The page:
May 04, 2006
For at least 20 years, I’ve been collecting funny names. Funny to me, that is. Not necessarily funny to those who have to live with them. Which is why, in spite of an itch to do so, I have not uttered a public peep about my list. Until now.
Here’s what changed. A friend forwarded me a blog about a New York lawyer named Sue Yoo. Funny, eh? At least as good as the Car Talk guys’ fictitious Dewey, Cheetham and Howe, and Sue Yoo is an actual lawyer.
The blog about Sue Yoo suggested that there is a whole class of names, called aptronyms, that inadvertently describe their bearers’ occupations.
After adding Sue Yoo to my list, I quickly spun through it in search of other aptronyms. I found a few. And I found some close calls. And I thought, heck, let the readers decide.
Ernest Shepherd, the onetime Concord minister, is surely an aptronym. At the time of Carol Cordial’s listing, she worked in support services in the governor’s office; assuming she was indeed cordial, her name might be an aptronym.
But what about the board of plumbing nominee Wayne A. Fishpaw or the beer industry lobbyist William Pitcher? Or nurses Cheryl Woundy and Nicy Ladd? Or Lt. Col. R. Geoffrey Pine-Coffin, who led a British parachute unit on D-Day?
I’m pretty certain Texas A&M economist Tom Saving is an aptronym, but I wonder about Hope Butterworth, the angel who has run the Concord soup kitchen for so many years.
On my list, there is a starting nine for a baseball team, chosen entirely for their names. I don’t think they’re aptronyms. Closer to onomatopoeia but not quite that either. For one thing, only two of them are or were real ballplayers. Can you guess which two? Here’s the lineup:
Bart P. Snarf
And, warming up in the bullpen, Wacko Hurley.
(The manager is Brick P. Storts III.)
There is the travel writer Sandy Shore, which may be an aptronym, and the PR specialist Rebecca Wind. Because the names of copy editors Karl Muench and Gary Ruff doubtless do not reflect the quality of their work, they are probably not aptronyms.
Crystal Ball might be an aptronym if she read palms. Alas, she is – or was – a North Country restaurateur. Polly Ester, a lifeguard, could be one, too, but you’d have to see the suit.
Then there are John Minor Wisdom, the judge, Kelly Blizzard, the spokesperson for highways, and Woody Fogg, who tracked hurricanes for the state. And how about Caroline Welcome, the cemetery trustee? Not quite aptronyms, do you think?
There are situational rather than occupational near-aptronyms, too. I think of Maureen Nix, who protested a spending article at a school meeting, and Lance Lalumiere, who was arrested for arson.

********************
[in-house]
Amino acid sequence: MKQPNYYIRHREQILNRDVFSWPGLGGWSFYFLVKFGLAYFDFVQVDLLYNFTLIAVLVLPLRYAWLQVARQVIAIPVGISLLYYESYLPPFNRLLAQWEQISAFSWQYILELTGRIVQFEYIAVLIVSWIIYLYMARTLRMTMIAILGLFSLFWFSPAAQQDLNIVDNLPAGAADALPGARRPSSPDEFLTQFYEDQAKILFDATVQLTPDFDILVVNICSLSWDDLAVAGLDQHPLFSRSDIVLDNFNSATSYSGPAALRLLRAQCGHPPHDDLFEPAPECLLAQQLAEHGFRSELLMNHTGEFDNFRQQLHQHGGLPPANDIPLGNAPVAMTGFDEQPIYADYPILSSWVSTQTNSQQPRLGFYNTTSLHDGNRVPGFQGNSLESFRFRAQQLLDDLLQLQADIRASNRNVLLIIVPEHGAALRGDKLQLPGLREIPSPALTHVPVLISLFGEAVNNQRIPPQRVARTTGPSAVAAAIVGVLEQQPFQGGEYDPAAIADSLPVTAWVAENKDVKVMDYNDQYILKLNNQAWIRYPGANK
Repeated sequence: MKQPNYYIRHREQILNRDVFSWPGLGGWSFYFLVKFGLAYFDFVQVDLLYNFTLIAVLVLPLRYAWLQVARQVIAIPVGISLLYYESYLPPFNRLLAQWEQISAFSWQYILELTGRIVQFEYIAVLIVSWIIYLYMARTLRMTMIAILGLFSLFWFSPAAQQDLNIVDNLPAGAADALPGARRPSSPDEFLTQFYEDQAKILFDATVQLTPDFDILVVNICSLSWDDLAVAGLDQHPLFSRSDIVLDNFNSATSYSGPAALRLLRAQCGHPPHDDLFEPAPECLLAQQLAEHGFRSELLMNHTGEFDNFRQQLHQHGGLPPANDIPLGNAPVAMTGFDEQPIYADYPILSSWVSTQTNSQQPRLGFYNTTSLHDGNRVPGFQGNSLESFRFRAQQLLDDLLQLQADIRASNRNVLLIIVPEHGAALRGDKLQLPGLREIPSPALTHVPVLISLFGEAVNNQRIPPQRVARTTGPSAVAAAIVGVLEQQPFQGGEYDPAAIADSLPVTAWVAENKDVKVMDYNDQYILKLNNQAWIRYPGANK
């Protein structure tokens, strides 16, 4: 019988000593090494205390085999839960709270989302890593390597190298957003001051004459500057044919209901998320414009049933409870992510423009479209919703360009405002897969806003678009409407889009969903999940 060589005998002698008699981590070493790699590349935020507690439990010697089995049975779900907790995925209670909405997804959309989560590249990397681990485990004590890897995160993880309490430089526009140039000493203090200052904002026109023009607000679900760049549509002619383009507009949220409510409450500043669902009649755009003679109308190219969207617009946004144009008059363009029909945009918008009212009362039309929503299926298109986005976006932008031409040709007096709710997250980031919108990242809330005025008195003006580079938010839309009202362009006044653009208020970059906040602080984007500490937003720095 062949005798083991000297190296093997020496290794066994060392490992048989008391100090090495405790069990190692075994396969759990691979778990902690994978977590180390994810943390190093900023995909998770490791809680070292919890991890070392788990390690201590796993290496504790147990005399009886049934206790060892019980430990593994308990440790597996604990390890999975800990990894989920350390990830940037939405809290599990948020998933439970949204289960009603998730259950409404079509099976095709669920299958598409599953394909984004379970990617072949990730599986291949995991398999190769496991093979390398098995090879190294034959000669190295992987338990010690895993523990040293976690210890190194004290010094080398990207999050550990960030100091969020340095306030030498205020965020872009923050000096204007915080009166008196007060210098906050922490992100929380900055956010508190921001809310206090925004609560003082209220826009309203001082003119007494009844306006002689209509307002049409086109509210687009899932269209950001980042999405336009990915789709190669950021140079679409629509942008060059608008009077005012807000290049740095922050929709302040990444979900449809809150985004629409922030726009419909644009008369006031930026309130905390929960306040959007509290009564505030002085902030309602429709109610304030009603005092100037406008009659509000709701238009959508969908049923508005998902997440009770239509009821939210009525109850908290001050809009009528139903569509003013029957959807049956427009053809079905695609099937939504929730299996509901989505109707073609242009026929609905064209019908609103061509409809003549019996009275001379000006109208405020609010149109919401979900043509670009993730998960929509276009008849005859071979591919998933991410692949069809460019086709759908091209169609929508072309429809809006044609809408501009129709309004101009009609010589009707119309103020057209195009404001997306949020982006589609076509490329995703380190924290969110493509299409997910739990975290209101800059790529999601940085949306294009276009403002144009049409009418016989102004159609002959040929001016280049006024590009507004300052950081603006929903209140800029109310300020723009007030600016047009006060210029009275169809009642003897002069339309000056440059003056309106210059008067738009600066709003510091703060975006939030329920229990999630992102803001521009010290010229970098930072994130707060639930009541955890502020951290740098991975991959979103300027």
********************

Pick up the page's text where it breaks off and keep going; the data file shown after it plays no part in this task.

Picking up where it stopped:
That’s enough for now. Maybe more names another day, if the opportunity presents itself. I’ve become more selective over the years, but my list is nearly 200 names long. As I said, I collect them for fun and don’t want to hurt anyone’s feelings. On the other hand, there are plenty of categories – a list of mellifluous names like Florville Larmony and Miranda Fulleylove, for example. Or, shall we say, Victorian names like Cantwell F. Muckenfuss III, Cromwell Schubarth and Tewksbury (Tooky) Crapster. Or names with risqué connotations like . . .
Well, as I said, maybe another time.
Posted by Mike Pride at May 4, 2006 01:46 PM
Is Patty Kennedy going to be on the front page of the Monitor tomorrow? Can you say cover-up?
If this happened to VP Cheney you would have this on the front page for a month.
Posted by: Van Mosher at May 4, 2006 09:21 PM
Strange names, but appropriate, pop up in unusual places. Perhaps I can add to your aptronyms.
For a while I worked in the state office that determined disabilities under federal Social Security rules and found one there. There are times when it's difficult to keep a straight face, and I'm starting to stretch a grin just thinking about a name even now after many years. I received a medical report from Mary Hitchcock Hospital, then in Hanover, and on the letterhead was the name of a physician who was identified as a gastroenterologist. His name (I kid you not) was Dr. Belch.
I also encountered a strange situation during my time in the U. S. Army where there was an individual named Major who was a sergeant, ergo, Sergeant Major. Then, there was another individual named Sargent who was (you guessed it) a Major, ergo, Major Sargent.
Posted by: John Stohrer at May 6, 2006 11:00 PM
I think my favorite all-too-appropriate name was that of a talented vocalist I met at a summer music program I went to in high school. Her name? Melody. Her hometown? Harmony, Pa. (PA also has a Bird in Hand, an Intercourse, a Hometown, a Mars, an Apollo, a Moscow and other interesting town names too numerous to mention.)
Posted by: Elizabeth Walters at May 8, 2006 01:40 PM